Bringing Internet Access to Farm Discovery
That’s when Driscoll’s stepped in with funding for infrastructure and connected Farm Discovery with Cruzio Internet and the Equal Access Santa Cruz County program. A significant portion of Driscoll’s charitable giving has been dedicated to fostering a safe, healthy, and stimulating environment for children and young adults in the communities where they live and grow. In 2020 alone, they deployed $4M in COVID-relief funds across their growing communities around the world to help alleviate some of the community’s biggest challenges during the pandemic.

Driscoll’s recognized that the County’s challenges evolved beyond food security to educational equity as seen in the Pajaro Valley. “In addition to reliable internet access, we were seeing that there was an urgent need for kids to have a safe space to convene and receive in-person learning support which is why we partnered with Cruzio and Farm Discovery. We were happy to see that the children who needed in-person distance learning support the most were able to receive that and more at Farm Discovery during one of the most difficult times,” said Nishan Moutafian, Driscoll’s Northern California District Manager.

Driscoll’s has helped fund multiple Equal Access Santa Cruz County projects during the pandemic.
Equal Access Santa Cruz is a local initiative to close the digital divide in Santa Cruz County. The
partnership between Cruzio Internet and Community Foundation Santa Cruz County has connected over
300 families in need in the last year.

“We’re delighted to partner with Driscoll’s to improve internet connectivity at Farm Discovery”, says James Hackett, Cruzio’s Director of Business Development. “As a local internet service provider, Cruzio has a unique perspective on the needs of our community and the ability to build out sustainable internet infrastructure for those who need it most. But partnerships are essential to do the work and that’s why we are so grateful to Driscoll’s for their support.” Equal Access Santa Cruz is a partnership between Cruzio Internet and Community Foundation Santa Cruz County along with many other community partners to bridge the digital divide in Santa Cruz County and bring internet to unconnected residents and better infrastructure in underserved areas. “The internet was really bad out here. The connection never met the need. Once we got funding from Driscoll’s and connected to Cruzio, it only took about 2 months from start to end. It’s amazing it could happen so quickly after being a problem for so long,” said Jessica.

Cruzio field tech, Jay, installs a radio at Farm Discovery.

As soon as we knew about it, making sure Farm Discovery got connected was a priority for us at Cruzio. Not only is our Equal Access Santa Cruz program aimed at helping students and closing the digital divide, we also deeply respected Farm Discovery’s response to the pandemic which mirrored our own. They kept employees in their jobs, turned to our community to provide immediate assistance, and restructured in a time of crisis to be there for the community through the long haul of the pandemic and beyond.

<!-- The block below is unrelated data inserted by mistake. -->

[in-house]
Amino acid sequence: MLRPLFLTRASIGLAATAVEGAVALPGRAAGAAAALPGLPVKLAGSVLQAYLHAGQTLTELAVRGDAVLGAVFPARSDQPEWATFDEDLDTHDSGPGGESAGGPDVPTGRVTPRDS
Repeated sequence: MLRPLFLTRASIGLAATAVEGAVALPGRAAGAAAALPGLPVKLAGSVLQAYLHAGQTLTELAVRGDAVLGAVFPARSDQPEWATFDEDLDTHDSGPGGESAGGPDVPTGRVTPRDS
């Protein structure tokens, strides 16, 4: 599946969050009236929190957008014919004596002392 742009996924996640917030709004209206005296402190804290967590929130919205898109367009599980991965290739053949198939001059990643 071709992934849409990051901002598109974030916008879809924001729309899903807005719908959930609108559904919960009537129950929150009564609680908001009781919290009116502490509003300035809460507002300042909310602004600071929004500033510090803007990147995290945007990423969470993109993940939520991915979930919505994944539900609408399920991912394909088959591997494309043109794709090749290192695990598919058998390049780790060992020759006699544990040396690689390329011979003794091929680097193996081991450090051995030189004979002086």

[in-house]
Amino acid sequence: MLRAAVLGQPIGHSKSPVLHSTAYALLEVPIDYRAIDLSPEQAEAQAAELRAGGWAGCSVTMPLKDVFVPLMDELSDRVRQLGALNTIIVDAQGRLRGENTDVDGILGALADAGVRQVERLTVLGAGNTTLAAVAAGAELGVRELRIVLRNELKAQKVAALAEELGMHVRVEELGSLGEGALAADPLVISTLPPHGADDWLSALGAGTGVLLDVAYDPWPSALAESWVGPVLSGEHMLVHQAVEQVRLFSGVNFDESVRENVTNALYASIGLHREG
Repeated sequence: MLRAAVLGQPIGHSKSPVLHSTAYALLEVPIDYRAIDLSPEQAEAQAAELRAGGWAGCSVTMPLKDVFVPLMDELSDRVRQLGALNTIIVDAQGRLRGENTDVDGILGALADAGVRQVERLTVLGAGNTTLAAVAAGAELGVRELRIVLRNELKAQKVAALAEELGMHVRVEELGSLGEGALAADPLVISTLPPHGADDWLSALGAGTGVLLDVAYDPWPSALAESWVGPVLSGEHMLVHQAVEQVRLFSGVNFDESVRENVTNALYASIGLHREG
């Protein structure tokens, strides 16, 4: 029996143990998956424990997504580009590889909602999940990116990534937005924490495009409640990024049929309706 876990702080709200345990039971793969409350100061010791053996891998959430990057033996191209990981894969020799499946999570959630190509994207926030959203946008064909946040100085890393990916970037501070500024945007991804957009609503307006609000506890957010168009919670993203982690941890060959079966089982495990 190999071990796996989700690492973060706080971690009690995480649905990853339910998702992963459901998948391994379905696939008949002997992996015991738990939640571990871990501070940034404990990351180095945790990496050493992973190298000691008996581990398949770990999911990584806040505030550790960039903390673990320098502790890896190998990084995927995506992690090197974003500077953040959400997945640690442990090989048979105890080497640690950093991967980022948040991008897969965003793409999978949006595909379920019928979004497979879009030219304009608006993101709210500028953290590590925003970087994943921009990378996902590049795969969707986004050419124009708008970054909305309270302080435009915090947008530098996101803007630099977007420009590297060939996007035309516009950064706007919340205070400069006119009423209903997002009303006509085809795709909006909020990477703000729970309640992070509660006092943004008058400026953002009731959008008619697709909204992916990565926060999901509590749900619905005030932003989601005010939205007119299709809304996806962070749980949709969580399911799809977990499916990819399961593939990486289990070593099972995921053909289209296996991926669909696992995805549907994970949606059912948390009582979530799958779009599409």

A student enjoys class from the treehouse. Now that there’s a better internet connection
at Farm Discovery, it’s easier for kids to be full participants in their online schooling.

Looking back and what’s next
Reflecting on the pandemic and the things everyone did to come together, Jessica says, “People really dropped everything to get stuff done. We sometimes get so bogged down in the red tape of things, but we made things work to support people.” At Cruzio we agree. The pandemic brought a huge shift in how we work and opened up the possibility of community effort to make necessities–like internet access and programs for students and families–possible. We’re making huge improvements in ways that were never possible before.

It’s still touch and go what the remainder of this year will look like for Farm Discovery while schools figure out how to coordinate students and if field trips will be possible in the new school year. But overall, things are looking up and Farm Discovery has great plans for the next year such as hiring more local teens and staff and making their programs bigger. Jessica thanks a generous community that has been supportive throughout the pandemic for making this possible.

Downtown Deals to Help You Restart

Santa Cruz County is in the yellow tier, the California economy is set to open up June 15th, and the Downtown community is rebuilding itself after over a year of staying home! We’ve been here throughout the pandemic to support however we can and we want to be here for everyone now as Downtown opens back up.



We’re offering a Downtown promotion to help out. If you’re a business opening your doors, we want to help lower your reopening costs so you can focus on welcoming back your customers. Sign up for Santa Cruz Fiber and enjoy the first three months completely free. See if Fiber is available for you here.



If you’re a freelancer, or remote worker ready to ditch the kitchen table and get back out into a more collaborative workspace, we want to make your entry to coworking – or your return to coworking – as easy as possible. Sign up for a Cruzioworks coworking membership and don’t pay anything for the first 3 months. We expect coworking to make a huge comeback post-shutdown so be sure to claim your spot before we fill up!